NEW YORK NURSE: May 2010
by Erin Silk
On April 20, the Empire State Convention Center was filled with more than 2,000 RNs and nursing students in attendance for Lobby Day. This year’s group, the largest in NYSNA’s history, was also the biggest to lobby Albany yet this year.
Faced with a full agenda, participants were briefed for afternoon meetings with legislators. NYSNA’s top legislative priorities— safe patient handling programs, safe staffing ratios, educational advancement, and addressing violence against nurses were outlined in a morning program that included tips for talking with legislators.
NYSNA President Karen Ballard addressed the crowd and thanked them for turning out in such large numbers from “distant spots like Plattsburgh on New York’s northern border, Buffalo in the far west, Montauk Point on eastern Long Island, and many, many places in between.”
Ballard reminded the nurses that “this is your opportunity to influence decisions that will be made on issues that affect your practice, your patients, your healthcare facilities and your profession.”
The nurses listened intently to NYSNA lobbyists from Malkin & Ross who performed a role-play of a typical lobbying appointment that showed how to get and keep the attention of their legislator. For many of the nurses, this was their first experience with lobbying.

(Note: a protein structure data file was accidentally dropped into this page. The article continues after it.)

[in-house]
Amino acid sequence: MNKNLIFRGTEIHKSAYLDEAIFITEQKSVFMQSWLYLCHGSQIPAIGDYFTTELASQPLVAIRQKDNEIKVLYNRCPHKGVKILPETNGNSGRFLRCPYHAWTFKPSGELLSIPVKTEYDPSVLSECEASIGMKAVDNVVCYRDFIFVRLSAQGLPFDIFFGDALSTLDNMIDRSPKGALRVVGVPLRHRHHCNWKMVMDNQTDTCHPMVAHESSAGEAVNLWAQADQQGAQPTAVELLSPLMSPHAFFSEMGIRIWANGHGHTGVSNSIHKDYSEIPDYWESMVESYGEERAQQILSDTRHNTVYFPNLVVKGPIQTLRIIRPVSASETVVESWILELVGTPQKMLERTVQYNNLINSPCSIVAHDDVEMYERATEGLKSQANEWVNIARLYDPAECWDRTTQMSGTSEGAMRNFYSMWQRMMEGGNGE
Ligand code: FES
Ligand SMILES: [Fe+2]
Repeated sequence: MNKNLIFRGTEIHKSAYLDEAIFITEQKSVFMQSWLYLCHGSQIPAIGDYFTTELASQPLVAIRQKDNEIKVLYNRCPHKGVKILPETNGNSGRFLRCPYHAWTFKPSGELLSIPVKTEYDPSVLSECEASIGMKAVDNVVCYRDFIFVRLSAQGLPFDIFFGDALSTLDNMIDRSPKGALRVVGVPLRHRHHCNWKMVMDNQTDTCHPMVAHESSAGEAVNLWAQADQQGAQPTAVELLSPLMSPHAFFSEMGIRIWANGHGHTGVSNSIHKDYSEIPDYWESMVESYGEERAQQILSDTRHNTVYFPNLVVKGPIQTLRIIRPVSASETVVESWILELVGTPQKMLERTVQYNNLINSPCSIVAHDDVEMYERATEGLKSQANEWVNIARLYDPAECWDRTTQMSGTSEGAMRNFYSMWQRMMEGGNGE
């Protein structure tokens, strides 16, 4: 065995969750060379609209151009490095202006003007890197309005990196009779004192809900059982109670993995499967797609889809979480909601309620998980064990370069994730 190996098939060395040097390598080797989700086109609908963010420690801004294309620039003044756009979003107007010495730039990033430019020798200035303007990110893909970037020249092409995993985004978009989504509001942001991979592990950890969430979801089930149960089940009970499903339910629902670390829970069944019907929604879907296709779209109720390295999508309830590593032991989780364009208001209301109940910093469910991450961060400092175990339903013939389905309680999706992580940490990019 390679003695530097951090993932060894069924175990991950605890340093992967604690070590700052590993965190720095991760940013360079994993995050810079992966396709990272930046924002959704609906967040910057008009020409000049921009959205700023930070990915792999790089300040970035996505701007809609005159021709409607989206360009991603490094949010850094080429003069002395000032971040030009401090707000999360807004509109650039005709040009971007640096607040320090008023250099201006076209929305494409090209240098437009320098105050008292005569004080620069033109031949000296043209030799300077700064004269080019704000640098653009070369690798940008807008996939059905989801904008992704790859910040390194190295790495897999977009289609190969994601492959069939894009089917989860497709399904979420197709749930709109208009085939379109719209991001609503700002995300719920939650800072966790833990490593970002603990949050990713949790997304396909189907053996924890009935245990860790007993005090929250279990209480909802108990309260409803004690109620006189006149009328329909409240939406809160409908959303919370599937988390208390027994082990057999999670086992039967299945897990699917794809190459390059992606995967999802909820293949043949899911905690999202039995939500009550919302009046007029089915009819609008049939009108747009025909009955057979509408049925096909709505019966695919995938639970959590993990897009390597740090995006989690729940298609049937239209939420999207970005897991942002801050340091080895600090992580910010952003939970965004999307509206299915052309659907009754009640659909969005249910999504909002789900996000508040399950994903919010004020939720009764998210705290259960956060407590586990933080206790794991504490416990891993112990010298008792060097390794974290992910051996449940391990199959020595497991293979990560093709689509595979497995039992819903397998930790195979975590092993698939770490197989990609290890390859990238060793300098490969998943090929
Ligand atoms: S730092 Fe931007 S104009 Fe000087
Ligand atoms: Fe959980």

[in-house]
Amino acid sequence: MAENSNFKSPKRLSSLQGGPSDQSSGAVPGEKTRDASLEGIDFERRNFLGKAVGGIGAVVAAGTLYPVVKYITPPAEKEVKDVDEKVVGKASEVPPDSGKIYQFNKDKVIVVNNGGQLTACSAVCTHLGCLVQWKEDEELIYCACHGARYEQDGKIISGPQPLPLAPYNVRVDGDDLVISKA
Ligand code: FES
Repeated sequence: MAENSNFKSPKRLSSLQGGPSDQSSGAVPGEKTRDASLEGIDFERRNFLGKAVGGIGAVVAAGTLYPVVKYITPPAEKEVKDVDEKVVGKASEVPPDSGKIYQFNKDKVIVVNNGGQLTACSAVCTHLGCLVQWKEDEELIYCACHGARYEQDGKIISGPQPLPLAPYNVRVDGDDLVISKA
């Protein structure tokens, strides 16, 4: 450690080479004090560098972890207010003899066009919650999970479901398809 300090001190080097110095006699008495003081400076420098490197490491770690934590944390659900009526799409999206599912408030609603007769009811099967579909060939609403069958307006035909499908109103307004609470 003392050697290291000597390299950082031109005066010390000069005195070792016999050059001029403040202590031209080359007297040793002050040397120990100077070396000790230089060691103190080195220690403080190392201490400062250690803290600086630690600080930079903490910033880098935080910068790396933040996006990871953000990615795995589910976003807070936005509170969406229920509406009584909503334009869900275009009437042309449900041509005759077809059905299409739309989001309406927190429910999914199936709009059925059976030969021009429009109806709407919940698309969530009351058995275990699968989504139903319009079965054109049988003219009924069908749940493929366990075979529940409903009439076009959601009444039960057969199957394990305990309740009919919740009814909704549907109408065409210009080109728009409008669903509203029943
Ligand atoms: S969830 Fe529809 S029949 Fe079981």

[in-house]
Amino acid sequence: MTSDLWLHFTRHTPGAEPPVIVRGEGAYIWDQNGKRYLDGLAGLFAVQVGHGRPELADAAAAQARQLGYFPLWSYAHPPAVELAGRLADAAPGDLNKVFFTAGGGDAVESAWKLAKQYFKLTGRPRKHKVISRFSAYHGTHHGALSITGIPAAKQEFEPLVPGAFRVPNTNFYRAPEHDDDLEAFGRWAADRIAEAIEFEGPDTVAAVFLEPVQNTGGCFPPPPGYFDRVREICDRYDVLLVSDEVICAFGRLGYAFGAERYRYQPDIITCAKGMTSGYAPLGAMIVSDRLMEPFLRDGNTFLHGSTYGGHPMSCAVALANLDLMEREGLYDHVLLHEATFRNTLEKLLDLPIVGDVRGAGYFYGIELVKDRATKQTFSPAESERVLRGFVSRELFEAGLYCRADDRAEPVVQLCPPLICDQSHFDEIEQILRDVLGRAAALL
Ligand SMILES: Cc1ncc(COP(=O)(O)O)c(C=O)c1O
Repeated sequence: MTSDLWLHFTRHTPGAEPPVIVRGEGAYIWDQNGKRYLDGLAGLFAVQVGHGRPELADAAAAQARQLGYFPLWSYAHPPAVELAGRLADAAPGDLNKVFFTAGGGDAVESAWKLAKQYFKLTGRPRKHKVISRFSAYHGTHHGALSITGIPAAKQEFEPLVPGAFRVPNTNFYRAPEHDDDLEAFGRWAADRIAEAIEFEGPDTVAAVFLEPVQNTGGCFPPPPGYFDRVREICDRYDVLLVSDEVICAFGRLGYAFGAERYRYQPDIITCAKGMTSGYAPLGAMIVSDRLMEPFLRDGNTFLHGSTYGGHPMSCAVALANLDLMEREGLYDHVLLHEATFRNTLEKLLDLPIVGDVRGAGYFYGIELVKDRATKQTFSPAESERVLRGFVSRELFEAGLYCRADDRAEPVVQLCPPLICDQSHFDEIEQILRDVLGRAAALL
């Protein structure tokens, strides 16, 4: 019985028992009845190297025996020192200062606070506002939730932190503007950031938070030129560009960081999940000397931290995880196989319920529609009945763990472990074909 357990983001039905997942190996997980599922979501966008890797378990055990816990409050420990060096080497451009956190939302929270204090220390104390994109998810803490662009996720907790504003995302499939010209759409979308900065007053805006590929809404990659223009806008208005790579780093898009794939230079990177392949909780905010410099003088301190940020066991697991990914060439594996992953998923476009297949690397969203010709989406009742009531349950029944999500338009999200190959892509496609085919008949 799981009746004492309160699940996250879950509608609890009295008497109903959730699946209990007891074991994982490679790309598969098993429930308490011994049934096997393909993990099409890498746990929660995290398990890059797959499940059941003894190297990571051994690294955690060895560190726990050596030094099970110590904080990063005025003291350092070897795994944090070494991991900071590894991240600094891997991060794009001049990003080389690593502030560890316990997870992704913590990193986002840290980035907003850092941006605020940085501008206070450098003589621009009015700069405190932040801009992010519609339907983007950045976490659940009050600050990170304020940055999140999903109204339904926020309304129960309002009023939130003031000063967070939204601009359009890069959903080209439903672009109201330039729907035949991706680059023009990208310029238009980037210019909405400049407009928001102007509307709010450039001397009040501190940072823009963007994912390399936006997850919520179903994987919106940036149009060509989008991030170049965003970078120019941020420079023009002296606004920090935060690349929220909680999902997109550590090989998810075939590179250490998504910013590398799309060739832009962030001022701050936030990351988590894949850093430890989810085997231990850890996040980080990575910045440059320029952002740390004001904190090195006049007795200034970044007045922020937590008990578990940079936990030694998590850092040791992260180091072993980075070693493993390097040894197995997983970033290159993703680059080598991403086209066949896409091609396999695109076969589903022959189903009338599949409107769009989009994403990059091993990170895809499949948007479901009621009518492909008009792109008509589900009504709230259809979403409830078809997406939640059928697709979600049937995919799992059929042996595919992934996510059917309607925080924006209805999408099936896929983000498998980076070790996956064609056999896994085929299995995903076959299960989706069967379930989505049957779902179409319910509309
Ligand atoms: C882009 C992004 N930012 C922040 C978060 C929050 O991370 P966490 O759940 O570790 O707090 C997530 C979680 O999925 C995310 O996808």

Governmental Affairs Director Shaun Flynn commended the nurses for their support and said that during these dire fiscal times, either you “get involved, or get ignored” by Albany and that participation is critical.
When Senator Diane Savino, a champion of workers’ rights, addressed the crowd on Lobby Day, she admitted that at first she was puzzled as to why she was asked to speak, since she is not a nurse.
However, as a former social worker in a similarly female-dominated field, her experiences mirror those of nursing. She can relate to being motivated by caring for others, working in dangerous settings, and the value of lobbying for her profession. Like nurses, social workers face obstacles such as pay disparity, dangerous job conditions, and programs that are on the chopping block come budget time. She referred to the country’s current “assault on the people who work hard every day,” and said that nurses must continue to make their voices heard in Albany. “As caregivers on the frontlines, nurses have the best ability to make the case for healthcare reform…better than anyone else.”
Expressing her dismay at the situation that led to the recent closing of St. Vincent’s Hospital in Manhattan, Savino warned that “we cannot afford to lose any more hospitals because of financial mismanagement.”
Below are some “dos and don’ts” of lobbying:
Know what a “yes vote” means
Even though a legislator may be in favor of your bill, he or she must get others to vote for it in the Codes or Rules committee of their respective house.
Do not compromise the bill!
Don’t get sidetracked by legislators who want to rewrite your bill in order to vote for it. It’s not up to you as the lobbyist to make changes.
Make a point of following up after your visit
Tell the legislator or staff member that you will check back on their progress.
Treat legislators with respect, but not awe
Don’t be intimidated by lawmakers. Instead, stay focused and stand your ground on the issues.